Here’s another example which substantiates my findings further. In the slider attached above, you’ll notice that the shadows appear a bit too dark in the 12S Ultra’s snap. The same is evident if you look at the leaves of the shrubs in the foreground, which retain their green colour in the S22 Ultra’s snap albeit appear oddly darkened in the 12S Ultra’s photos. That said, the 12S Ultra has not only retained better sharpness around the centre of the frame, but the device’s composition does justice to objects positioned around the edges as well. The S22 Ultra, on the other hand, has introduced a ton of noise towards the periphery of the frame. The flower pot with yellow flowers, for instance, appears hazy in the S22 Ultra’s photo. On the flip side, the flower pot appears adequately structured in the 12S Ultra’s snap.
Let’s take a look at one more example before wrapping up this section. In the slider attached above, you’ll notice that in a bid to properly expose the darkened bits of the frame, the S22 Ultra has introduced a lot of noise towards the left-hand side of the composition. While you can somewhat make out the objects positioned there, the image is flush with noise. The 12S Ultra, on the other hand, has darkened the shadows even more, thereby reducing the visibility of the scene. But, the handset has delivered a sharper image which is void of any noise around the edges. What’s more, the objects positioned towards the centre (the brown Royal Enfield, for instance) appear more detailed as well.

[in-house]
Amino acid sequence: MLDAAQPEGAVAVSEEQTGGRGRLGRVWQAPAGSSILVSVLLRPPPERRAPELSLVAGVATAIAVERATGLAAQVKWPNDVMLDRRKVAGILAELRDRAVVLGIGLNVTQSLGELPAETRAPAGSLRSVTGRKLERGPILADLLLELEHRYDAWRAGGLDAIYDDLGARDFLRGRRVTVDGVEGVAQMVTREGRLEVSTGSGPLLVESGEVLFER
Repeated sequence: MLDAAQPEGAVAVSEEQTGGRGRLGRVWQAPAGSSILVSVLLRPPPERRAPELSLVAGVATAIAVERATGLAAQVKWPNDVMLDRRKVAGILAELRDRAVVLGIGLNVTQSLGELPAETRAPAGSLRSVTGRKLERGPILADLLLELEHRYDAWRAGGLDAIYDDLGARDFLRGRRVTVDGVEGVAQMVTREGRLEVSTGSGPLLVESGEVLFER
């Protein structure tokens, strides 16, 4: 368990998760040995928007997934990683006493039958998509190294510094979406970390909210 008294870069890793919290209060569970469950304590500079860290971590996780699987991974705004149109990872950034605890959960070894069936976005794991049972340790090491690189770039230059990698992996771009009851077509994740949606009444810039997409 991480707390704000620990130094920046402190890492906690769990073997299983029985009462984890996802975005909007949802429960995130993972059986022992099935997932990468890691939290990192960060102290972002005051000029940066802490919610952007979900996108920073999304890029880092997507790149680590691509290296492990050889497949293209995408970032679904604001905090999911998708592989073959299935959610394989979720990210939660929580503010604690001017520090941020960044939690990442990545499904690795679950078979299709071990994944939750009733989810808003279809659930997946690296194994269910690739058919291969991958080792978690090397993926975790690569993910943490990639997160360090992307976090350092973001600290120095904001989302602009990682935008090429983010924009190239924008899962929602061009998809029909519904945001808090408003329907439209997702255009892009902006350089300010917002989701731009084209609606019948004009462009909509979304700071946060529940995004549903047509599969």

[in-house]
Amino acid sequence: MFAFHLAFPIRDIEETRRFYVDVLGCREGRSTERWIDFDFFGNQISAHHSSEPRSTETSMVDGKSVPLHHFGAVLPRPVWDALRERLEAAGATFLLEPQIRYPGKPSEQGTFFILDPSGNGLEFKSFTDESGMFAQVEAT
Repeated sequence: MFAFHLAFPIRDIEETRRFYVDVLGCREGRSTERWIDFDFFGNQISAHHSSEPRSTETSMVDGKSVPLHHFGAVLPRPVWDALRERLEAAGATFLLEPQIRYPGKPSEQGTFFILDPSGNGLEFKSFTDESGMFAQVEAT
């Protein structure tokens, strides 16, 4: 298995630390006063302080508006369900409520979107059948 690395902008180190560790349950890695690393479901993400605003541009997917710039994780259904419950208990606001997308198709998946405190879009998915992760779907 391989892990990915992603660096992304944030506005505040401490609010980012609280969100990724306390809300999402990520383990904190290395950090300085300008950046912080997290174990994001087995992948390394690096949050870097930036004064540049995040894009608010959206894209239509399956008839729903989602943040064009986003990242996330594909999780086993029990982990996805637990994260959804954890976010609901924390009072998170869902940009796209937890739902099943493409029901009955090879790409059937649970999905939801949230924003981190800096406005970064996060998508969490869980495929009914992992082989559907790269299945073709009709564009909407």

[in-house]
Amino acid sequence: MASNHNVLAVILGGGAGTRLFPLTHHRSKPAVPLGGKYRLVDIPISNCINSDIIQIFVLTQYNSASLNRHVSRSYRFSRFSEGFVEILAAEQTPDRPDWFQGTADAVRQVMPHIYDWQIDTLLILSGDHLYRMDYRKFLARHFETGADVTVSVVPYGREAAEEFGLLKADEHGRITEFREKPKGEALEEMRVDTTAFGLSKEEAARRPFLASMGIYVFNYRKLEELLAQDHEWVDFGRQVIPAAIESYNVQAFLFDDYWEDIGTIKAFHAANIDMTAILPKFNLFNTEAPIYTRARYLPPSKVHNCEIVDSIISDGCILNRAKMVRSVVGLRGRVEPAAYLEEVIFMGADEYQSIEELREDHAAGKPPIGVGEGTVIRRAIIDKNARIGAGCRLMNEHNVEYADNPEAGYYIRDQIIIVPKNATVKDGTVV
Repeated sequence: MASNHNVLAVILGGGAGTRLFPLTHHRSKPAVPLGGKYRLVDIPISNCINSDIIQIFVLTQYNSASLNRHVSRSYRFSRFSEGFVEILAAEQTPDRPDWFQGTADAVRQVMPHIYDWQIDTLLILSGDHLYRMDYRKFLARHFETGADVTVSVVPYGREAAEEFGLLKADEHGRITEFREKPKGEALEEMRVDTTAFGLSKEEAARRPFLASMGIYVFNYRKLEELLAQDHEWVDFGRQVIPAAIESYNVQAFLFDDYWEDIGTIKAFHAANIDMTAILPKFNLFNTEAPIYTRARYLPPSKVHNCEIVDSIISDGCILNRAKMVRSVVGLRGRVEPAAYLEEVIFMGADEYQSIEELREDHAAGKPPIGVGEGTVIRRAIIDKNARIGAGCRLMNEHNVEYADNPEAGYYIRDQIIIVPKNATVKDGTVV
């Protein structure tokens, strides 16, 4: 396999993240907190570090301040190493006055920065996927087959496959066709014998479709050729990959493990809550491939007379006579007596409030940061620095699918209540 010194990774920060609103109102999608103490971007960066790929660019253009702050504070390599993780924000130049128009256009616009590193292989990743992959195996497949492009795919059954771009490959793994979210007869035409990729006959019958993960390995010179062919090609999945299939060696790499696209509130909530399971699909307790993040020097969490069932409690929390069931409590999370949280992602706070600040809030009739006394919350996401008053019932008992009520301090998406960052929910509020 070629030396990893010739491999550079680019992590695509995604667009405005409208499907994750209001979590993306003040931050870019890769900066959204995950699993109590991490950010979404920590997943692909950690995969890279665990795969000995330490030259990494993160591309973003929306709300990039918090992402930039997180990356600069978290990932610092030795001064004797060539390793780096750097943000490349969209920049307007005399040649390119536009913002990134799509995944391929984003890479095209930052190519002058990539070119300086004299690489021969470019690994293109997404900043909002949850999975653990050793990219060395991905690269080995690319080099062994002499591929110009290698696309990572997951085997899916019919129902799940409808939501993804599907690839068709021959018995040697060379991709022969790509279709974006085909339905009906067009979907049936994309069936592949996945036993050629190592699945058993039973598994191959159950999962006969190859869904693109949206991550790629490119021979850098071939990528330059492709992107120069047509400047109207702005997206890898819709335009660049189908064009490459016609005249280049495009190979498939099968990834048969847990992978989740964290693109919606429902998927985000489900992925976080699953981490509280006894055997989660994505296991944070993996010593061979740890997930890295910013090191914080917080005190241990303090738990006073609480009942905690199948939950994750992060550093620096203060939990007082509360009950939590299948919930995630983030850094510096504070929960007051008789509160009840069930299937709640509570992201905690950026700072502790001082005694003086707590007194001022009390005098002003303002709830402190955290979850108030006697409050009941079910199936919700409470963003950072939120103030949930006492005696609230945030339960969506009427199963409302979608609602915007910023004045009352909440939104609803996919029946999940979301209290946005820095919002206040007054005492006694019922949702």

The Xiaomi 12S Ultra ships with a 48MP ultrawide angle sensor which offers a 128-degree field of view. The S22 Ultra, on the other hand, makes use of a 12MP ultrawide snapper with a 120-degree FoV. Unsurprisingly, the 12S Ultra can snap slightly sharper images with a marginally better focus around the centre of the frame.